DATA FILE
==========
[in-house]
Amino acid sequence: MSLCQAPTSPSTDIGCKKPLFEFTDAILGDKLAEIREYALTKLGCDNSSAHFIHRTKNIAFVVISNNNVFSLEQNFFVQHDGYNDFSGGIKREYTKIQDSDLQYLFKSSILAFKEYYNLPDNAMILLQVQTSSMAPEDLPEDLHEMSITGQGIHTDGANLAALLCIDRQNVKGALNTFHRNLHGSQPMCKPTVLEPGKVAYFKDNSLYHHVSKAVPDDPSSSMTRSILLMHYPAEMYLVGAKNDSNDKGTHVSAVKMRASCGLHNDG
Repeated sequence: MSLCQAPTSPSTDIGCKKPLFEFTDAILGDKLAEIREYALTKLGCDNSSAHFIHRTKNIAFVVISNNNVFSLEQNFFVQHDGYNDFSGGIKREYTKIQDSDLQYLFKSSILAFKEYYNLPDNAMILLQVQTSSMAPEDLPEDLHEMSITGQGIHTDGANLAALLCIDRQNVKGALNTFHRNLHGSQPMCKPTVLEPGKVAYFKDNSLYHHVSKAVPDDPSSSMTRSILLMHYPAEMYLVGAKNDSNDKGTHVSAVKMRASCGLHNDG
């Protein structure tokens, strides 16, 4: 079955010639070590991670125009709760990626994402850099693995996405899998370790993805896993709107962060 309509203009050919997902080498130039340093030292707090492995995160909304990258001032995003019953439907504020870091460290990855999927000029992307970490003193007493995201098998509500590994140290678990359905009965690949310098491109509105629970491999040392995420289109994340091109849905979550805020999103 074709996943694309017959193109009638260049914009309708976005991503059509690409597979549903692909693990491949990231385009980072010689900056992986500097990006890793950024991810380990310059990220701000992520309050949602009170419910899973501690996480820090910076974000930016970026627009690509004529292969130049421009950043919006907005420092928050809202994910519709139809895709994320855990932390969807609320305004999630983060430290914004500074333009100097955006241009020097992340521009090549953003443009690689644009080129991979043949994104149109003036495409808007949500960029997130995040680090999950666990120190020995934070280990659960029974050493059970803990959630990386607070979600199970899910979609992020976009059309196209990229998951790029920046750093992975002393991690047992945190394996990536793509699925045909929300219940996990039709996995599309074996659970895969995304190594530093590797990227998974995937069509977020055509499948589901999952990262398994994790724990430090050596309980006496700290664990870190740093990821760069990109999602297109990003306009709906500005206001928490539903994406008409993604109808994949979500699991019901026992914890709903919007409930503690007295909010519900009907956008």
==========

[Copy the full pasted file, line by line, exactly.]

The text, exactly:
[in-house]
Amino acid sequence: MSLCQAPTSPSTDIGCKKPLFEFTDAILGDKLAEIREYALTKLGCDNSSAHFIHRTKNIAFVVISNNNVFSLEQNFFVQHDGYNDFSGGIKREYTKIQDSDLQYLFKSSILAFKEYYNLPDNAMILLQVQTSSMAPEDLPEDLHEMSITGQGIHTDGANLAALLCIDRQNVKGALNTFHRNLHGSQPMCKPTVLEPGKVAYFKDNSLYHHVSKAVPDDPSSSMTRSILLMHYPAEMYLVGAKNDSNDKGTHVSAVKMRASCGLHNDG
Repeated sequence: MSLCQAPTSPSTDIGCKKPLFEFTDAILGDKLAEIREYALTKLGCDNSSAHFIHRTKNIAFVVISNNNVFSLEQNFFVQHDGYNDFSGGIKREYTKIQDSDLQYLFKSSILAFKEYYNLPDNAMILLQVQTSSMAPEDLPEDLHEMSITGQGIHTDGANLAALLCIDRQNVKGALNTFHRNLHGSQPMCKPTVLEPGKVAYFKDNSLYHHVSKAVPDDPSSSMTRSILLMHYPAEMYLVGAKNDSNDKGTHVSAVKMRASCGLHNDG
């Protein structure tokens, strides 16, 4: 079955010639070590991670125009709760990626994402850099693995996405899998370790993805896993709107962060 309509203009050919997902080498130039340093030292707090492995995160909304990258001032995003019953439907504020870091460290990855999927000029992307970490003193007493995201098998509500590994140290678990359905009965690949310098491109509105629970491999040392995420289109994340091109849905979550805020999103 074709996943694309017959193109009638260049914009309708976005991503059509690409597979549903692909693990491949990231385009980072010689900056992986500097990006890793950024991810380990310059990220701000992520309050949602009170419910899973501690996480820090910076974000930016970026627009690509004529292969130049421009950043919006907005420092928050809202994910519709139809895709994320855990932390969807609320305004999630983060430290914004500074333009100097955006241009020097992340521009090549953003443009690689644009080129991979043949994104149109003036495409808007949500960029997130995040680090999950666990120190020995934070280990659960029974050493059970803990959630990386607070979600199970899910979609992020976009059309196209990229998951790029920046750093992975002393991690047992945190394996990536793509699925045909929300219940996990039709996995599309074996659970895969995304190594530093590797990227998974995937069509977020055509499948589901999952990262398994994790724990430090050596309980006496700290664990870190740093990821760069990109999602297109990003306009709906500005206001928490539903994406008409993604109808994949979500699991019901026992914890709903919007409930503690007295909010519900009907956008």